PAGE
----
NBCU launched the SVOD service HayU earlier this year to deliver reality TV to fans in the UK and Australia. The company still allows operators to include it in traditional channel bundles. So why didn’t it just create a new cable TV channel?
Chapter 1: About HayU (0:30)
In this interview with Hendrik McDermott, HayU’s SVP of branded on-demand, at IBC 2016 he explains that the new subscription video on demand product focuses entirely on reality TV. It was launched in March in the UK and Ireland, and April in Australia. It goes beyond long-form shows. The service incorporates short-form material, including snippets and interviews, as well as social media integration and news about the stars. The app was designed by HayU, and built by Accedo.
Chapter 2: A human curated experience (2:00)
Many SVOD services rely on algorithms to curate and recommend programs to subscribers. HayU uses real reality TV fans, including editorial journalists and asset managers, to curate and recommend the content to subscribers. The service ads between 12-15 news shows a week.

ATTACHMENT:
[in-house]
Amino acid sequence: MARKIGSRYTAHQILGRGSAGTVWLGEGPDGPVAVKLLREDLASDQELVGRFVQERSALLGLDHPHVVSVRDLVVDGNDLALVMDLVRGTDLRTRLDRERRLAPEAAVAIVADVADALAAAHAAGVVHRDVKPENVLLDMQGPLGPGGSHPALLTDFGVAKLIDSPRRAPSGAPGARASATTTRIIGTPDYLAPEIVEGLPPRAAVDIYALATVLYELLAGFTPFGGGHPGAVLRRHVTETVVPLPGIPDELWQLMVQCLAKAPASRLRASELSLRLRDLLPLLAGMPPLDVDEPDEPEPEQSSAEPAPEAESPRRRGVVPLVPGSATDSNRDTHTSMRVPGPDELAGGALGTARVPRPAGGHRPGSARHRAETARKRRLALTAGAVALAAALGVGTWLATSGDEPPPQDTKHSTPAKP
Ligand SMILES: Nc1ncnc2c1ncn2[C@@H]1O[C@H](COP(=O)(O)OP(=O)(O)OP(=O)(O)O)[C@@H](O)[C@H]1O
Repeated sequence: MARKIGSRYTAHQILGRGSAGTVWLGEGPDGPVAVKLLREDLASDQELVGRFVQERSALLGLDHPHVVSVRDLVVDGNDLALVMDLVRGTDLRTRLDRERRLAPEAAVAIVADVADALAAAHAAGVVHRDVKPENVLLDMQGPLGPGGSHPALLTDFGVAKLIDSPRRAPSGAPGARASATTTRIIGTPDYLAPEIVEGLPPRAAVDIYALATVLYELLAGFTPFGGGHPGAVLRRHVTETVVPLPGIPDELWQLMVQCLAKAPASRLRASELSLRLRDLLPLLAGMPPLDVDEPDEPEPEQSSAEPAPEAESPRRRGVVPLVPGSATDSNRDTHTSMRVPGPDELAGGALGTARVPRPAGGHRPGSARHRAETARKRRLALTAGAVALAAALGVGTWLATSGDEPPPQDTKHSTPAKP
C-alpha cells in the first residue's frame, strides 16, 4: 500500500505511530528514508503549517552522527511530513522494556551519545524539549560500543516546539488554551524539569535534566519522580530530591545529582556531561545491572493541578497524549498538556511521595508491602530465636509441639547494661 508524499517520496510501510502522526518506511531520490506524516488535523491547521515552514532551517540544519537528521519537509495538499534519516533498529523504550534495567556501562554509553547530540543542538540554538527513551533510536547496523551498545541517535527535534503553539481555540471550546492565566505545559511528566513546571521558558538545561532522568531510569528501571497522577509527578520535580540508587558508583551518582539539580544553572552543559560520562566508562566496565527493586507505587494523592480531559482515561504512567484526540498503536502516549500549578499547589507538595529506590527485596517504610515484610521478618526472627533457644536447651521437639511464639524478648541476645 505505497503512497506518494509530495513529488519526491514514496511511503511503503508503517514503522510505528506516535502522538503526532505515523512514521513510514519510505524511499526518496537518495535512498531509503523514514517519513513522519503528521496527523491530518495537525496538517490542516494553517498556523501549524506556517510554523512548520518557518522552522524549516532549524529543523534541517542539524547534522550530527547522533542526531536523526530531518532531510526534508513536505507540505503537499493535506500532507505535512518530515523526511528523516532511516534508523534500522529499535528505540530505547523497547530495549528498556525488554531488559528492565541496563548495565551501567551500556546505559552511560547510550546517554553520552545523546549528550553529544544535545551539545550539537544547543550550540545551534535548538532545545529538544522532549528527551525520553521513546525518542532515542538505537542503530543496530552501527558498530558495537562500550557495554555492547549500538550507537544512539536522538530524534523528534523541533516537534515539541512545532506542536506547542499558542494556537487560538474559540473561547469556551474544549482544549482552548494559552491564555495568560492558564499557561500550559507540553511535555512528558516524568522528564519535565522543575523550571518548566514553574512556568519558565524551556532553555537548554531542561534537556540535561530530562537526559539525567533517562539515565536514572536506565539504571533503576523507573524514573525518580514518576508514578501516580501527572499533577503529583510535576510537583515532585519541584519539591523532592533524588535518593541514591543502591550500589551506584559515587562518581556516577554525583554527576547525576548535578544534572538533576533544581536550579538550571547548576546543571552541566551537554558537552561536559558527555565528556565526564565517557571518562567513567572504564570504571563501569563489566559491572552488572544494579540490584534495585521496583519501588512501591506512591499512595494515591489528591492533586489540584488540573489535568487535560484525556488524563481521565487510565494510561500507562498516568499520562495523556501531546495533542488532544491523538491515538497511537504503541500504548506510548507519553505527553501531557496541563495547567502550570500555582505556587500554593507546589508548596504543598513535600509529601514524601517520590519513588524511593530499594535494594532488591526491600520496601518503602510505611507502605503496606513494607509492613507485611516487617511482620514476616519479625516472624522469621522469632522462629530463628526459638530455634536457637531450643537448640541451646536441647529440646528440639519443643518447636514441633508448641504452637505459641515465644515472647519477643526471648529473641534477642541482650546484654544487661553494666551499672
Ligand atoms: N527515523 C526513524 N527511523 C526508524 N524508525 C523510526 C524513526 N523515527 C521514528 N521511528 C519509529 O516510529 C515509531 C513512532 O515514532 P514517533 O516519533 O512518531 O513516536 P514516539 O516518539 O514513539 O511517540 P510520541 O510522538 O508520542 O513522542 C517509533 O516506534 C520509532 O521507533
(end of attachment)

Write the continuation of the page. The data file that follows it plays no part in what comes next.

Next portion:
Chapter 3: Partnering with pay TV operators (3:10)
Although someone can subscribe directly to HayU for £3.99 per month, the service still partners closely with operators. In the UK, HayU developed a specific app to run on Virgin Media’s TiVo set-top box. The service is bundled in with the TV XL (now called full House TV) Channel package. Consumers spend an hour or more per session using HayU through the TiVo box.
On mobile devices, the HayU app now allows subscribers to download episodes. According to Mr. McDermott, this is one of the most requested features.
Chapter 4: Why HayU is an app and not a TV channel (5:10)
Mr. McDermott says the company wanted to deliver to the consumer at her convenience. The app was a better way to achieve this than creating a new TV channel. The app approach also allows the service to make the latest episode from the US available within an hour of broadcast. This has created a new primetime for the service. Viewers watch at 9AM to catch the latest episodes as soon as they are available.
Why it matters
Though NBCU’s HayU is a standalone SVOD service, it is also being included with some tiers of pay TV service.
Rather than launching a regular channel, TV content providers could launch an SVOD service and continue to partner with operators on distribution.
This could be the best of both worlds for content providers, but is it also a good deal for pay TV operators?